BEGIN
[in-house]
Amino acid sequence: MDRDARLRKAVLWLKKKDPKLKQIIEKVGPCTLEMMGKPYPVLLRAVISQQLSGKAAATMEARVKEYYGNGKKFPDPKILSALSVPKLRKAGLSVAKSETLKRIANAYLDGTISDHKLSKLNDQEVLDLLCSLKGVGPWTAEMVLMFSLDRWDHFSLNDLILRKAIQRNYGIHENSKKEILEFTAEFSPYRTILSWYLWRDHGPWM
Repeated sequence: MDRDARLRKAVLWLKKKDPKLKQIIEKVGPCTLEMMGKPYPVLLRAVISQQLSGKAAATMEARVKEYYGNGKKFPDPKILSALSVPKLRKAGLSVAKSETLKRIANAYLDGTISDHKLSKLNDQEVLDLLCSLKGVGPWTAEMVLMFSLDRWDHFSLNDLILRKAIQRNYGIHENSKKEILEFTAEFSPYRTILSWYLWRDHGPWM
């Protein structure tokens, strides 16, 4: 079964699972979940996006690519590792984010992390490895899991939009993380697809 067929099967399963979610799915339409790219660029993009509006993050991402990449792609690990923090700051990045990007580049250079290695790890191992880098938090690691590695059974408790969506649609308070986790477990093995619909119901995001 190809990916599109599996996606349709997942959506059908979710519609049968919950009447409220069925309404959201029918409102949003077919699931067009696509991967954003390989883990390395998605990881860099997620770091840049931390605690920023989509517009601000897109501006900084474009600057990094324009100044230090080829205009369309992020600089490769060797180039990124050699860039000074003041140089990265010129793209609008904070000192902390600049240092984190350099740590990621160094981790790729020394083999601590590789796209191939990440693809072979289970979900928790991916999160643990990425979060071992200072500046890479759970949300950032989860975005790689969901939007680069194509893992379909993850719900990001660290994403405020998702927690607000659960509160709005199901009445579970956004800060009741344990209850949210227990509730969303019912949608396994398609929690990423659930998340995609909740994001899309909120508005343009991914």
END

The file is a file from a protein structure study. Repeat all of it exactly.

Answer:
[in-house]
Amino acid sequence: MDRDARLRKAVLWLKKKDPKLKQIIEKVGPCTLEMMGKPYPVLLRAVISQQLSGKAAATMEARVKEYYGNGKKFPDPKILSALSVPKLRKAGLSVAKSETLKRIANAYLDGTISDHKLSKLNDQEVLDLLCSLKGVGPWTAEMVLMFSLDRWDHFSLNDLILRKAIQRNYGIHENSKKEILEFTAEFSPYRTILSWYLWRDHGPWM
Repeated sequence: MDRDARLRKAVLWLKKKDPKLKQIIEKVGPCTLEMMGKPYPVLLRAVISQQLSGKAAATMEARVKEYYGNGKKFPDPKILSALSVPKLRKAGLSVAKSETLKRIANAYLDGTISDHKLSKLNDQEVLDLLCSLKGVGPWTAEMVLMFSLDRWDHFSLNDLILRKAIQRNYGIHENSKKEILEFTAEFSPYRTILSWYLWRDHGPWM
């Protein structure tokens, strides 16, 4: 079964699972979940996006690519590792984010992390490895899991939009993380697809 067929099967399963979610799915339409790219660029993009509006993050991402990449792609690990923090700051990045990007580049250079290695790890191992880098938090690691590695059974408790969506649609308070986790477990093995619909119901995001 190809990916599109599996996606349709997942959506059908979710519609049968919950009447409220069925309404959201029918409102949003077919699931067009696509991967954003390989883990390395998605990881860099997620770091840049931390605690920023989509517009601000897109501006900084474009600057990094324009100044230090080829205009369309992020600089490769060797180039990124050699860039000074003041140089990265010129793209609008904070000192902390600049240092984190350099740590990621160094981790790729020394083999601590590789796209191939990440693809072979289970979900928790991916999160643990990425979060071992200072500046890479759970949300950032989860975005790689969901939007680069194509893992379909993850719900990001660290994403405020998702927690607000659960509160709005199901009445579970956004800060009741344990209850949210227990509730969303019912949608396994398609929690990423659930998340995609909740994001899309909120508005343009991914």